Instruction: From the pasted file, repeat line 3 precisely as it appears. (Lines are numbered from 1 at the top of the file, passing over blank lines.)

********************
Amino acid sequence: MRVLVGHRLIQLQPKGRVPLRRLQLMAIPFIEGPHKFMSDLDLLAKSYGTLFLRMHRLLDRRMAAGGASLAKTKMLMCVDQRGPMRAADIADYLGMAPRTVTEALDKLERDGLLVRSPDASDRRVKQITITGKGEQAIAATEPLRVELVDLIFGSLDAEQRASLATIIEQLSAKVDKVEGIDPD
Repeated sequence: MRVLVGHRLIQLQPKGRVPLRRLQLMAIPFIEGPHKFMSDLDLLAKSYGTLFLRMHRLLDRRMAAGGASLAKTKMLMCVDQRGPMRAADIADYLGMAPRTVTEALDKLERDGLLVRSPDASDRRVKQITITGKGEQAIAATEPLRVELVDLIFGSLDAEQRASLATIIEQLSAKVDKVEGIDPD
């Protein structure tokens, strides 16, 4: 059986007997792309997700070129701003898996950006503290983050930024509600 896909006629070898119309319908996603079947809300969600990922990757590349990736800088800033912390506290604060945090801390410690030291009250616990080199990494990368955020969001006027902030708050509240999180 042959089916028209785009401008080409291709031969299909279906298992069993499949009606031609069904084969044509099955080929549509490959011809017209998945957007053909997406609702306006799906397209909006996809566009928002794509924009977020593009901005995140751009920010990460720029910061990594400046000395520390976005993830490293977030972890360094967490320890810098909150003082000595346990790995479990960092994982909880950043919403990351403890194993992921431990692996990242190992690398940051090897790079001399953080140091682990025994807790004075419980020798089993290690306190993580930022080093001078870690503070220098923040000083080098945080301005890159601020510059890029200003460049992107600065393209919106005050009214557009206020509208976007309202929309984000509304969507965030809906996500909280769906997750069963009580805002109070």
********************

């Protein structure tokens, strides 16, 4: 059986007997792309997700070129701003898996950006503290983050930024509600 896909006629070898119309319908996603079947809300969600990922990757590349990736800088800033912390506290604060945090801390410690030291009250616990080199990494990368955020969001006027902030708050509240999180 042959089916028209785009401008080409291709031969299909279906298992069993499949009606031609069904084969044509099955080929549509490959011809017209998945957007053909997406609702306006799906397209909006996809566009928002794509924009977020593009901005995140751009920010990460720029910061990594400046000395520390976005993830490293977030972890360094967490320890810098909150003082000595346990790995479990960092994982909880950043919403990351403890194993992921431990692996990242190992690398940051090897790079001399953080140091682990025994807790004075419980020798089993290690306190993580930022080093001078870690503070220098923040000083080098945080301005890159601020510059890029200003460049992107600065393209919106005050009214557009206020509208976007309202929309984000509304969507965030809906996500909280769906997750069963009580805002109070």